Genentech, a member of the Roche Group, said today it will terminate two Phase III trials assessing its Alzheimer’s disease candidate crenezumab, adding to the list of candidates that have failed clinical studies in the memory-robbing ailment.
The company said it was acting upon the recommendation of the Independent Data Monitoring Committee, which advised that crenezumab was unlikely to meet the primary endpoint of change from baseline in Clinical Dementia Rating-Sum of Boxes (CDR-SB) Score following a pre-planned interim analysis assessing the safety and efficacy of the anti-beta-amyloid molecule.
Data from CREAD 1 and CREAD 2 studies will be shared with the scientific community at an unspecified upcoming medical congress, Genentech added.
“While the results with crenezumab are disappointing, they meaningfully contribute to our understanding of Alzheimer’s disease,” said Sandra J. Horning, MD, Genentech CMO and head of global product development.
Crenezumab is a monoclonal antibody designed to preferentially bind to and promote removal of neurotoxic oligomers, a form of beta-amyloid. Crenezumab has an antibody backbone (IgG4) designed to minimize the inflammatory response in the brain, which according to Genentech may result in a lower risk of certain MRI abnormalities known as amyloid-related imaging abnormalities or ARIA.
Crenezumab was discovered by Immune SA, which outlicensed the candidate to Genentech in 2006 for a clinical program targeting amyloid-beta, with the Swiss biopharma set to receive up to $340 million tied to achieving milestones. Three years later, Roche acquired Genentech for $47 billion.
In 2012, Immune and Genentech inked a second collaboration agreement focused on targeting tau protein, in return for an undisclosed upfront payment and up to $418 million in research, development, and commercialization milestone payments.
CREAD 1 and 2 are two-year global, randomized, double-blind, placebo-controlled, parallel-group Phase III trials designed to assess the efficacy and safety of crenezumab in 1,500 people worldwide with early Alzheimer’s with confirmed evidence of cerebral beta-amyloid pathology (CSF or amyloid PET). CREAD 1 was initiated in early 2016 and CREAD 2 in mid-2017. Both studies used doses that were four times higher than that studied in the Phase II trials, Genentech pointed out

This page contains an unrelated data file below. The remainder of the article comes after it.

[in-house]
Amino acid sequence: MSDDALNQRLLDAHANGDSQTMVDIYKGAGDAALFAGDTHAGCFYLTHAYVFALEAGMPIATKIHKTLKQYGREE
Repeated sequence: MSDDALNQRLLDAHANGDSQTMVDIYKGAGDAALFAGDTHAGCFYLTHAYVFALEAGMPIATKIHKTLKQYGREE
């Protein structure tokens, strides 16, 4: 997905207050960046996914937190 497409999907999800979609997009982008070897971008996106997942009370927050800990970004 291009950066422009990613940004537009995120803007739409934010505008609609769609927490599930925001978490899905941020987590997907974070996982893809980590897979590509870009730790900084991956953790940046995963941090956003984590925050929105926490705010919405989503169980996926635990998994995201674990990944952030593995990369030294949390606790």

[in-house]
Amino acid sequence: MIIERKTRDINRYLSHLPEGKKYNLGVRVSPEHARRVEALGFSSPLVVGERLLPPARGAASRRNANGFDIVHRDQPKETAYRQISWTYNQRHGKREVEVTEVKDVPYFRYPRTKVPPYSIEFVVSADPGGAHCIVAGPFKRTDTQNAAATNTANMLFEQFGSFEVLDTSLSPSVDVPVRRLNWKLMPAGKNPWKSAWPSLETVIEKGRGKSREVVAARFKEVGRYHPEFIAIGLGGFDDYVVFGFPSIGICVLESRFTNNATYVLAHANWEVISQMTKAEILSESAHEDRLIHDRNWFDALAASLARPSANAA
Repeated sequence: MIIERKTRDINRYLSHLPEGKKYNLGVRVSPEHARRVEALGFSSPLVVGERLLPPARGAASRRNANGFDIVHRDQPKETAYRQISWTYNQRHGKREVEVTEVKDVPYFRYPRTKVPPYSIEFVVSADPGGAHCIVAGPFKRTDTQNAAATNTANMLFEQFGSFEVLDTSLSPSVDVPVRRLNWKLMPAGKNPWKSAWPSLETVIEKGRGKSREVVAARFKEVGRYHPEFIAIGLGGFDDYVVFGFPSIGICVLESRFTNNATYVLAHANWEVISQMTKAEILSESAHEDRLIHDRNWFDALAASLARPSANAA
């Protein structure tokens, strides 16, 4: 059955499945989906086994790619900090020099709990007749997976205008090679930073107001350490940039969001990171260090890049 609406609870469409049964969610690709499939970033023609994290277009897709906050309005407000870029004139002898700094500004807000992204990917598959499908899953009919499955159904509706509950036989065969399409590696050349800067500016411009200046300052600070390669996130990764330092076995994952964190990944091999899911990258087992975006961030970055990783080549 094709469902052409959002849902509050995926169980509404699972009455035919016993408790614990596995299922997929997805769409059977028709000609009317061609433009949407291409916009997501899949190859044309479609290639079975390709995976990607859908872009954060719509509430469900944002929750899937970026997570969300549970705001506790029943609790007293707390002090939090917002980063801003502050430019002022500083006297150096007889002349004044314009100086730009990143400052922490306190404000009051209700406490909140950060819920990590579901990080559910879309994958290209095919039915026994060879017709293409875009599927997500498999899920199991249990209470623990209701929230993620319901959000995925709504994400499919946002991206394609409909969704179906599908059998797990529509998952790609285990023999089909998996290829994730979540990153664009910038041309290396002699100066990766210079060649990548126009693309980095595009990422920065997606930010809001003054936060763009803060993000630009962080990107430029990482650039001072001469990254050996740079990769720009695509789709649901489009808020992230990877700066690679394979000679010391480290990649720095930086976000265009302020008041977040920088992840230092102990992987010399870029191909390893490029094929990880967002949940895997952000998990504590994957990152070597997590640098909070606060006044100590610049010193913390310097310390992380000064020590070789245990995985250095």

According to Genentech, no safety signals for crenezumab were observed in the analysis of data from CREAD 1 and 2, and the overall safety profile was similar to that seen in previous trials.
Crenezumab continues to be studied in the Alzheimer’s Prevention Initiative (API) trial investigating the drug in a different population from the CRAD studies, cognitively healthy individuals in Colombia with an autosomal dominant mutation who are at risk of developing familial Alzheimer’s. The five-year study is in collaboration with the Banner Institute and is also funded by the National Institute on Aging.
Horning added that Genentech remained dedicated to the Alzheimer’s community, citing the company’s plans to continue clinical studies for two other Alzheimer’s candidates.
The company is continuing its Phase III GRADUATE 1 and GRADUATE 2 trials assessing gantenerumab, an investigational, IgG1 monoclonal antibody designed to bind to aggregated forms of beta-amyloid, and which has previously shown amyloid plaque lowering in Alzheimer’s patients. The GRADUATE studies are enrolling more than 1,500 patients in up to 350 study centers in more than 30 countries worldwide. Data readout is expected in 2022.
Gantenerumab is also being studied in the Dominantly Inherited Alzheimer Network Trials Unit trial (DIAN-TU; NCT01760005), a global clinical study evaluating multiple compounds in individuals at risk for or with familial Alzheimer’s.
Genentech said it is also continuing its Phase II TAURIEL trial (NCT03289143) evaluating the anti-tau molecule RG6100, a monoclonal IgG4 antibody that binds to multiple tau species and is also part of a collaboration with AC Immune; as well as imaging and fluid-based diagnostic solutions.